A monetary zone like that of the euro is only possible if the mobility of production factors compensates the disappearance of national exchange rates. Indeed the economies are too different in order to react in the same way to crisis. For example if the unemployment rate in one country rose sharply, the exchange rate would not decline because it would be an isolated case. However, according to R Mundell's theory, an adjustment to decreasing prices and wages would lead to a reduction in production costs, which would support exports. At the same time workers would be able to go and work in the countries which still had a dynamic labour market. Another possible solution would comprise the introduction of transfer mechanisms between countries in the zone such as compensation funds for example. Of course if the euro zone economies were integrated changes like this would not be necessary. But the deepening of integration cannot be seriously considered as an alternative to the mobility of production factors and the implementation of a European compensation fund. Firstly, the geographic particularity of one country may impede economic integration, as for example the size of a Member State. Small countries tend, for example to be importers of net capital, which means that they favour non-resident investments. They would be more attractive to capital intensive activities than the larger countries. Secondly, it is illusory to believe that wage convergence would strengthen economic integration. Indeed the alignment of costs increases concentration and specialisation phenomena in areas with greater output as we saw during the German reunification. Thirdly and lastly, European regionalisation has generated the diversion of trade between euro zone countries. But its effects are contradictory since the single market has fostered specialisation and major savings at the same time. But specialisation increases the asymmetrical nature of the shocks i.e. for example the fact that oil price increases do not affect the German economy as they do that of Spain.
Recent progress made in terms of coordination in Europe are not enough to correct the shortcomings in the design of the single currency, i.e. the introduction of economic policies to compensate for the disappearance of trade flexibility between the countries in the euro zone, nor to avoid an intra-zone market share war.
The reduction of financing requirements of certain Member States does not exempt Europeans from coordinating their economic policies.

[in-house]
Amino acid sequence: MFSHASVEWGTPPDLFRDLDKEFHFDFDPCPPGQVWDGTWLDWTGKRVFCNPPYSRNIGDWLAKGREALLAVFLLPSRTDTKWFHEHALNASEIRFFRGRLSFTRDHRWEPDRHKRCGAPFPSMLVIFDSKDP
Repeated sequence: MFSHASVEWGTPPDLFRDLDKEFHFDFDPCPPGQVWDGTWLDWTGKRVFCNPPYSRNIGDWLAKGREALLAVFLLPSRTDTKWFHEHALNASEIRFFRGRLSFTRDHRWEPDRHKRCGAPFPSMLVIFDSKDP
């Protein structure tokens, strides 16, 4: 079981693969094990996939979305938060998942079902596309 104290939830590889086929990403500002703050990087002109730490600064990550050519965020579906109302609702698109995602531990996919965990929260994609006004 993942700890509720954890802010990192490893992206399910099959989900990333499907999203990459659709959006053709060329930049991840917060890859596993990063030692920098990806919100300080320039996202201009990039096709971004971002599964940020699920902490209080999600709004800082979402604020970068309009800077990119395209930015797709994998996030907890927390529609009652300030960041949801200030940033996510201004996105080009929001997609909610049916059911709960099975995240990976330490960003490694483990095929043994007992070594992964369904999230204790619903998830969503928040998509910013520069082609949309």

The governments of Europe should initiate three types of action to reduce macroeconomic costs caused by the setting of exchange rates and the improvement of the running of the EMU, prior to releasing the traditional engines of growth.
The first comprises a strengthening of the link between GDP development and inflation across the entire euro zone. Greater wage coordination within the euro zone and greater wage response to economic slowing would enable the European Central Bank to implement a more expansionist monetary policy and would limit unemployment increases, all things being equal. But in France for example the rigidity of consumer prices leads to strong resistance to wage stabilisation when GDP growth is slow or in times of recession. Indeed whatever the GDP development, regulated service prices, i.e. on electricity, gas, postal services, estate agents, administrative documents for marriages and funerals continue to rise sharply. And they represent a greater share in the French household budget than they do in Germany or Italy for example. Hence it is not enough to "reassess wage setting measures and if required, the degree of centralisation of the negotiation process" as put forward in the Euro Plus Pact. An integrated economic policy framework is required that leads to a harmonisation in price formation processes and not just wage adjustment. This means that coordination will also have to focus on the development of regulated prices and service competition. Then a reform of the wage formation process will have to be started. It might take several shapes. The first would comprise centralised, collective negotiation on a European scale. The second might comprise intra-European sectoral negotiations. At the same time a European work contract might be drawn up including workers' rights. Finally tax issues would no longer require unanimity, which would ultimately help to take fiscal harmonisation forwards. The latter would do away with all types of market distortion between businesses in the various countries but also between their markets without challenging the redistributive principles in each country.